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Has Your School Been Tested for Lead in the Dirnking Water?

I believe it is essential for Government to be transparent, which is why I, as Minister of Environment and Climate, released a full update on the testing and mitigation of lead in drinking water in Manitoba public schools.

Releasing a report is only one way to make sure you are completely informed. I was proud to announce a campaign to recognize facilities that have demonstrated compliance with the updated national guidelines for lead in drinking water as well.

Our PC Manitoba government and I takes concerns about lead in drinking water very seriously, especially in our schools and child-care centres, and we are taking a proactive, whole-of-government approach to addressing this potential risk to children’s health. Safeguarding our children against lead in drinking water is an ongoing effort, but we want to acknowledge the tremendous progress schools have made to address Health Canada’s new lead standard.

Our PC Manitoba government established a $1.6-million grant program to fully fund the cost of testing drinking water taps for lead and for related mitigation activities, which can include filtering the water or eliminating the source of the lead.

Results to date show that over 80 percent of public schools in the province have tested drinking water for lead. Of the schools that have tested, 79 per cent have tested below the lead standard or have completed mitigation efforts where results were elevated. Work is already underway to complete mitigation in many other facilities, the minister added.

All schools with results above the guideline have been provided with guidance on steps to protect students while work is being completed, and efforts are underway to ensure remaining schools are tested by the end of summer. The same support program has been initiated for independent schools and child-care centres, with testing and remediation well underway.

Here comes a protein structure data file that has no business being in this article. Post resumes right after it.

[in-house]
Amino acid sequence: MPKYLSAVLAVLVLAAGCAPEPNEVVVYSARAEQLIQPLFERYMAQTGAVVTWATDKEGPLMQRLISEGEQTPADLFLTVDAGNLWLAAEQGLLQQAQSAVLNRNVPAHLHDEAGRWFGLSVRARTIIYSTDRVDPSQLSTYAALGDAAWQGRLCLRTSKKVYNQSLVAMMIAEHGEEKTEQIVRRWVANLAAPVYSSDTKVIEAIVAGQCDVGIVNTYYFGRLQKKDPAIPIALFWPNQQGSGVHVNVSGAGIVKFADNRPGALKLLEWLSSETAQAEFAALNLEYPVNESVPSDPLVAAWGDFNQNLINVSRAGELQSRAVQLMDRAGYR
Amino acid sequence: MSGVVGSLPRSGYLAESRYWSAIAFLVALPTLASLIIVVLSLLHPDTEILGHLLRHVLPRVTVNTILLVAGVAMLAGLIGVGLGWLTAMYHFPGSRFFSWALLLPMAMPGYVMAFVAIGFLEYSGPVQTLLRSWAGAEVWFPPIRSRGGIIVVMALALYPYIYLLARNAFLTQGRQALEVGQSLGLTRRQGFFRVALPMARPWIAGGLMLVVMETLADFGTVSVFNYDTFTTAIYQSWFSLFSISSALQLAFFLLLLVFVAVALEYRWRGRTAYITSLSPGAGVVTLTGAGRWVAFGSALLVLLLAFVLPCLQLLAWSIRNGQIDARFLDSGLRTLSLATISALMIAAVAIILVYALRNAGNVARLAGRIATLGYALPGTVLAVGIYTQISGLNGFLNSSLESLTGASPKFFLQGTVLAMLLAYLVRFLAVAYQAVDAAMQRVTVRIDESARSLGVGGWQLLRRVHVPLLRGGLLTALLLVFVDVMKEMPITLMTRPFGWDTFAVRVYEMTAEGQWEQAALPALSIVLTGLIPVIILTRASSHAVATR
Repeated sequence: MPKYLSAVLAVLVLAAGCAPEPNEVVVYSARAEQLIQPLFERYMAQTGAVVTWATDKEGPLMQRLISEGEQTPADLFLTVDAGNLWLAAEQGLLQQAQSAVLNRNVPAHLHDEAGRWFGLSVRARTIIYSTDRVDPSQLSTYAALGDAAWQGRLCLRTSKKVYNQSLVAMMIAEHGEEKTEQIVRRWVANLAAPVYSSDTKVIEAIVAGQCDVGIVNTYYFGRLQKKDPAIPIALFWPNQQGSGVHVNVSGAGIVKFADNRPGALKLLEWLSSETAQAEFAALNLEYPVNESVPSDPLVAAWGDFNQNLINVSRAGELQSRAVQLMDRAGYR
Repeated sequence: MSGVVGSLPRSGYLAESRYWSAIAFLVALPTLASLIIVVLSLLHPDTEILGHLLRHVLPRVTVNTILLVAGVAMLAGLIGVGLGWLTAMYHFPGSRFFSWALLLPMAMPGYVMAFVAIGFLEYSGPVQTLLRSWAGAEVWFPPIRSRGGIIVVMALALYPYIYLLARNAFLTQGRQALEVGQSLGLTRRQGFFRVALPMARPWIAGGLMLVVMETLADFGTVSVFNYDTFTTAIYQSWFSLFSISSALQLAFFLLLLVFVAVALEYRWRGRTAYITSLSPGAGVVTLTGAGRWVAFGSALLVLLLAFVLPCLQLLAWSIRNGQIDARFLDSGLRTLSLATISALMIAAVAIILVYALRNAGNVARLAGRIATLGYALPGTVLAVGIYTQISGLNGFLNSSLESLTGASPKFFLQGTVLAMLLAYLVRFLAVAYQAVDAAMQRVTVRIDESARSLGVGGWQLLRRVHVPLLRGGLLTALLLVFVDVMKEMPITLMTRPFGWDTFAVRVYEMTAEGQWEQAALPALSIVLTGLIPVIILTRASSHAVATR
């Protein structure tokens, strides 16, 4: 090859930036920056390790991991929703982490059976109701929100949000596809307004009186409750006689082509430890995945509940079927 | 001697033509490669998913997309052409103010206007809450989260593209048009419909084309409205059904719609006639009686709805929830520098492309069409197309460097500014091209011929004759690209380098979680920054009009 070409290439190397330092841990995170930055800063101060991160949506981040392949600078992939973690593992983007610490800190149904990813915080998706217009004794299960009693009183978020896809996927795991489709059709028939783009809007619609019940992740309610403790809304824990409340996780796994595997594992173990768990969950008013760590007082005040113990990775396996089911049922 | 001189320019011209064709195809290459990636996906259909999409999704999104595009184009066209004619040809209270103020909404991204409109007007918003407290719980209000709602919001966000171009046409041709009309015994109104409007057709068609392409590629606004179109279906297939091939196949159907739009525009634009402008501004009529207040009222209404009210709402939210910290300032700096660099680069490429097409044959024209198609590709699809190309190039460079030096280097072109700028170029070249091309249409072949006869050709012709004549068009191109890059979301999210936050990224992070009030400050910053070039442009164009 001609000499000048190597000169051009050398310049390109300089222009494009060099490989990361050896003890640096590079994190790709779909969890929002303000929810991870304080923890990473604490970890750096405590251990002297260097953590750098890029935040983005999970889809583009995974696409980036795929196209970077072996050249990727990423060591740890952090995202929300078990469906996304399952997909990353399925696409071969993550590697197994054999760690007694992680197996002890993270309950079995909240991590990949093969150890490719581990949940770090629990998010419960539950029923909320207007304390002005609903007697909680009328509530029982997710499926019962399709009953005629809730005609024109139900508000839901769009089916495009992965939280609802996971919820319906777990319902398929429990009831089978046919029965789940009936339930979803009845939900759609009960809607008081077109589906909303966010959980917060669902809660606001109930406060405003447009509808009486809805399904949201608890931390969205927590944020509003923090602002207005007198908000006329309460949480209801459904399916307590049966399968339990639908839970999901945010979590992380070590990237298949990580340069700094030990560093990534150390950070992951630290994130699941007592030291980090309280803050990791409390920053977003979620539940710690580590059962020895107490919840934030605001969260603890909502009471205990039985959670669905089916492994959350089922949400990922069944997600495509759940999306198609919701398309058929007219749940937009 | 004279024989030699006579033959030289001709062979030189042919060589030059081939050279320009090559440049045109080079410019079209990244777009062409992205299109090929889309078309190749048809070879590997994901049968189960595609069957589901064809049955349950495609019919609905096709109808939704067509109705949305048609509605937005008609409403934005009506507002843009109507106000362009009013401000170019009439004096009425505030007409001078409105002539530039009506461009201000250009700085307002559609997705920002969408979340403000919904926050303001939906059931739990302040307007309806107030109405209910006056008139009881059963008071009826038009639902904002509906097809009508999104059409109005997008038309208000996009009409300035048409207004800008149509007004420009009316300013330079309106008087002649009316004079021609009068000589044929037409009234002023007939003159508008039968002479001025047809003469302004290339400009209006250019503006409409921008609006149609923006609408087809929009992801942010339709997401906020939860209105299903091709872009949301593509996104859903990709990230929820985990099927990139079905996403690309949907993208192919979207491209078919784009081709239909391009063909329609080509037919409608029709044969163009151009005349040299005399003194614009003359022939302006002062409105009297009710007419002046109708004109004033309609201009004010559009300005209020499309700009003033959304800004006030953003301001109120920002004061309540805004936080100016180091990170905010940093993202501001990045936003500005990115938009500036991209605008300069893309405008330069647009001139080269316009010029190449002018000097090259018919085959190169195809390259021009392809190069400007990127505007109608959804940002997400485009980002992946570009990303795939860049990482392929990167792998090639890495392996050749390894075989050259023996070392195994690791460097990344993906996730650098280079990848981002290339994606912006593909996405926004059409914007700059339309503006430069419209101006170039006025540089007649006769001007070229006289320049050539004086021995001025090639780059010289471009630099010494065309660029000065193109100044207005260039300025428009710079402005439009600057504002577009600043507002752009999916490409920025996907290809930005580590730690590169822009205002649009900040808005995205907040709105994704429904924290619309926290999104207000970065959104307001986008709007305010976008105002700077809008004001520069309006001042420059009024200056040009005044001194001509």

For further information about the testing and mitigation status of all Manitoba public schools is available at:

Additionally, the Manitoba government is launching a lead in drinking water compliance recognition campaign, which identifies facilities that have been tested and demonstrate compliance with the national guideline for lead in drinking water. Schools and child-care centres that meet the national guideline for lead in drinking water will be recognized with a “certified lead tested” sticker. The sticker demonstrates a school or child-care centre’s commitment to safety and assures parents that steps have been taken to reduce exposure to lead in drinking water, the minister noted.

The provincially funded grant program is being offered in partnership with the Manitoba Environmental Industries Association (MEIA), which administers the grant and supports schools and child-care centres. MEIA and the Manitoba government are working closely with child-care centres and schools to co-ordinate testing and follow up on mitigation, the minister noted.

“MEIA is proud to partner with the Manitoba government on this important initiative in schools and child-care centres,” said Jack Winram, executive director, MEIA. “Many in our organization have children in school or that attend a child-care centre and we are pleased to play a role in protecting our children from lead in drinking water, as we administer this grant.”

For additional information on lead exposure, visit


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